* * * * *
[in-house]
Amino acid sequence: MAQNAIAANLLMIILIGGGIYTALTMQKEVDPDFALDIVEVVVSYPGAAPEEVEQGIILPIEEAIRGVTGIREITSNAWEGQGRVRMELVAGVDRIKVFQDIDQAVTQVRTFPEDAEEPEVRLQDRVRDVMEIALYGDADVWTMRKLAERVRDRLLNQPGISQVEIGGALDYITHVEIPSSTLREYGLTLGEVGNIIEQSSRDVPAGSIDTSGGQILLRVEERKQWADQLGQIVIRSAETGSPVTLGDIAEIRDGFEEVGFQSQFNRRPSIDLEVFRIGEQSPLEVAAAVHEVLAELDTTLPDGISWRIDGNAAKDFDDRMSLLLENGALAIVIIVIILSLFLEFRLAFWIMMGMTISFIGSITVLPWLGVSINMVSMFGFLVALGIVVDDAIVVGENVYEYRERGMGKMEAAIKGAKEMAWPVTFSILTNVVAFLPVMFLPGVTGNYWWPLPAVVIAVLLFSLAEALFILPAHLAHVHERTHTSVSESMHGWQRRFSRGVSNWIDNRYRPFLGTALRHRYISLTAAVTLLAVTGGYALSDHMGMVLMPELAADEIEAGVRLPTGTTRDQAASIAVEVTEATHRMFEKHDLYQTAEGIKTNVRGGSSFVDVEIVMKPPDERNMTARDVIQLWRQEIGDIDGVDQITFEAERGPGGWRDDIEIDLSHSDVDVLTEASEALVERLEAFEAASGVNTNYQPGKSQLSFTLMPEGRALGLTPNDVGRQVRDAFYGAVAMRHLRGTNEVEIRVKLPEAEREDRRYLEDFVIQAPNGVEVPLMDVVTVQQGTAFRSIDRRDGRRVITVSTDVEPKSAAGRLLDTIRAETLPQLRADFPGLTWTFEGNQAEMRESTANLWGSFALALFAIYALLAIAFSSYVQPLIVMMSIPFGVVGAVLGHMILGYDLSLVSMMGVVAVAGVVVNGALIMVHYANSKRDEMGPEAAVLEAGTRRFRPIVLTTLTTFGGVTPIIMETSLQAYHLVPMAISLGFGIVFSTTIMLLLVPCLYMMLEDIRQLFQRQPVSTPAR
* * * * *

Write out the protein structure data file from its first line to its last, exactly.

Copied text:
[in-house]
Amino acid sequence: MAQNAIAANLLMIILIGGGIYTALTMQKEVDPDFALDIVEVVVSYPGAAPEEVEQGIILPIEEAIRGVTGIREITSNAWEGQGRVRMELVAGVDRIKVFQDIDQAVTQVRTFPEDAEEPEVRLQDRVRDVMEIALYGDADVWTMRKLAERVRDRLLNQPGISQVEIGGALDYITHVEIPSSTLREYGLTLGEVGNIIEQSSRDVPAGSIDTSGGQILLRVEERKQWADQLGQIVIRSAETGSPVTLGDIAEIRDGFEEVGFQSQFNRRPSIDLEVFRIGEQSPLEVAAAVHEVLAELDTTLPDGISWRIDGNAAKDFDDRMSLLLENGALAIVIIVIILSLFLEFRLAFWIMMGMTISFIGSITVLPWLGVSINMVSMFGFLVALGIVVDDAIVVGENVYEYRERGMGKMEAAIKGAKEMAWPVTFSILTNVVAFLPVMFLPGVTGNYWWPLPAVVIAVLLFSLAEALFILPAHLAHVHERTHTSVSESMHGWQRRFSRGVSNWIDNRYRPFLGTALRHRYISLTAAVTLLAVTGGYALSDHMGMVLMPELAADEIEAGVRLPTGTTRDQAASIAVEVTEATHRMFEKHDLYQTAEGIKTNVRGGSSFVDVEIVMKPPDERNMTARDVIQLWRQEIGDIDGVDQITFEAERGPGGWRDDIEIDLSHSDVDVLTEASEALVERLEAFEAASGVNTNYQPGKSQLSFTLMPEGRALGLTPNDVGRQVRDAFYGAVAMRHLRGTNEVEIRVKLPEAEREDRRYLEDFVIQAPNGVEVPLMDVVTVQQGTAFRSIDRRDGRRVITVSTDVEPKSAAGRLLDTIRAETLPQLRADFPGLTWTFEGNQAEMRESTANLWGSFALALFAIYALLAIAFSSYVQPLIVMMSIPFGVVGAVLGHMILGYDLSLVSMMGVVAVAGVVVNGALIMVHYANSKRDEMGPEAAVLEAGTRRFRPIVLTTLTTFGGVTPIIMETSLQAYHLVPMAISLGFGIVFSTTIMLLLVPCLYMMLEDIRQLFQRQPVSTPAR